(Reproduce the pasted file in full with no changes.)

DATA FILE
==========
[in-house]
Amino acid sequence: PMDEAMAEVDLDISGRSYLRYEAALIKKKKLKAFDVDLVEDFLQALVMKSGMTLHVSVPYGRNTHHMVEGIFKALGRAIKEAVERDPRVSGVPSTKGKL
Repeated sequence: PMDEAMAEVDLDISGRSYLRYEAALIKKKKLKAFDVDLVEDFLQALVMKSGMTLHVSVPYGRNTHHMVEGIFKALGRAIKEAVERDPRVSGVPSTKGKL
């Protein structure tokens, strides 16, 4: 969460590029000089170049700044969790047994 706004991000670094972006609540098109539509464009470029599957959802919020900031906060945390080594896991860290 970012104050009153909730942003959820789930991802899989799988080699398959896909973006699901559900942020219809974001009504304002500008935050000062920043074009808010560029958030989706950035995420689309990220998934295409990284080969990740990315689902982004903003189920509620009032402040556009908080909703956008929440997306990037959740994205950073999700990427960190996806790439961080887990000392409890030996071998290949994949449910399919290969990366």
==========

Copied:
[in-house]
Amino acid sequence: PMDEAMAEVDLDISGRSYLRYEAALIKKKKLKAFDVDLVEDFLQALVMKSGMTLHVSVPYGRNTHHMVEGIFKALGRAIKEAVERDPRVSGVPSTKGKL
Repeated sequence: PMDEAMAEVDLDISGRSYLRYEAALIKKKKLKAFDVDLVEDFLQALVMKSGMTLHVSVPYGRNTHHMVEGIFKALGRAIKEAVERDPRVSGVPSTKGKL
């Protein structure tokens, strides 16, 4: 969460590029000089170049700044969790047994 706004991000670094972006609540098109539509464009470029599957959802919020900031906060945390080594896991860290 970012104050009153909730942003959820789930991802899989799988080699398959896909973006699901559900942020219809974001009504304002500008935050000062920043074009808010560029958030989706950035995420689309990220998934295409990284080969990740990315689902982004903003189920509620009032402040556009908080909703956008929440997306990037959740994205950073999700990427960190996806790439961080887990000392409890030996071998290949994949449910399919290969990366």